Wednesday, December 13, 2006
Gazprom wants to join Sakhalin-II, but not at all costs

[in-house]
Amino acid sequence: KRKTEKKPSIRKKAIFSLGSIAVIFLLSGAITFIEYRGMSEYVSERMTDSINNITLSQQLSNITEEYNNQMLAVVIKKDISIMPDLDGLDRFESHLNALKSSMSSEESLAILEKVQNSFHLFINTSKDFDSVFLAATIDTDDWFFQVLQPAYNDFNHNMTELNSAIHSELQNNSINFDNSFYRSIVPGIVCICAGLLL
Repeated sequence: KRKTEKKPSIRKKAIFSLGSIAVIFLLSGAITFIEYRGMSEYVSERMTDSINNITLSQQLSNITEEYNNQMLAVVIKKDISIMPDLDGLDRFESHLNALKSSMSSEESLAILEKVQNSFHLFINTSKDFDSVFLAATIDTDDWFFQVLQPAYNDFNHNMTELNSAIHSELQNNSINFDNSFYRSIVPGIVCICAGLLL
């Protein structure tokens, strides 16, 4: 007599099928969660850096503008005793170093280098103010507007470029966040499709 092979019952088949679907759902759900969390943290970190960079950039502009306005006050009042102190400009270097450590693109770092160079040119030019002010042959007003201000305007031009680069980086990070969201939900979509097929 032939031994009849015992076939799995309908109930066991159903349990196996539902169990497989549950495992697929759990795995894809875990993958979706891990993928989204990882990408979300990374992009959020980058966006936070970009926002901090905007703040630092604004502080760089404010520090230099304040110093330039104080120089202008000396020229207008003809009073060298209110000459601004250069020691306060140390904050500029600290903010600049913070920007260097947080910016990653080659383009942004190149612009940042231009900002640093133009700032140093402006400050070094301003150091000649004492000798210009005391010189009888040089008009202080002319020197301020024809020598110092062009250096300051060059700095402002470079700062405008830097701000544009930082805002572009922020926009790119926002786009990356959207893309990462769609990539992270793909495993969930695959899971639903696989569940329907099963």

MOSCOW, December 12 (RIA Novosti) - Gazprom [RTS: GAZP] is interested in joining the Sakhalin II oil and gas project in Russia's Far East, but not at any price, the first Russian deputy prime minister said Tuesday. "Any business has its own price. Therefore, it is important to discuss the conditions of joining the company," said Dmitry Medvedev, who is also the board chairman of the Russian energy giant. He said Gazprom heads met with representatives of project operator Royal Dutch Shell and Russian Industry and Energy Minister Viktor Khristenko earlier this week. Medvedev said the sides are close to reaching an agreement on Gazprom's possible participation in Sakhalin II soon. He said Gazprom is considering all ways of joining the project, including an exchange of assets or investments. Medvedev said the future business "should not be loss-making, should bring satisfaction to stockholders and should cause no environmental damage." Project operator Sakhalin Energy is accused of causing serious damage to Sakhalin Island's ecology, including deforestation, toxic waste dumping and soil erosion. In September the Russian Natural Resources Ministry canceled its 2003 approval of Sakhalin-II. Russia's environmental watchdog said Tuesday that court proceedings on compensation for environmental damage would most likely begin in March 2007. Following months of intense pressure on Shell from Russian authorities, it appears as if Gazprom is set to gain a large stake in Sakhalin-II, after brokering a deal with Royal Dutch Shell. Shell holds 55% in Sakhalin Energy, Japan's Mitsui controls 25%, and Mitsubishi 20%. Much of the liquefied natural gas from the project will be exported to Japan, which is seeking to diversify its energy imports. Khristenko said earlier Tuesday that Gazprom will face the same requirements as other investors should it join Sakhalin II. "If Gazprom joins other participants in the [Sakhalin II] project, then it will have to follow all the obligations of the [production-sharing] agreement [signed in 1994], including the requirements of environmental protection legislation, just like all other investors" he said. Sakhalin II comprises an oil field with associated gas, a natural gas field with associated condensate production, a pipeline, a liquefied natural gas plant, and an LNG export terminal.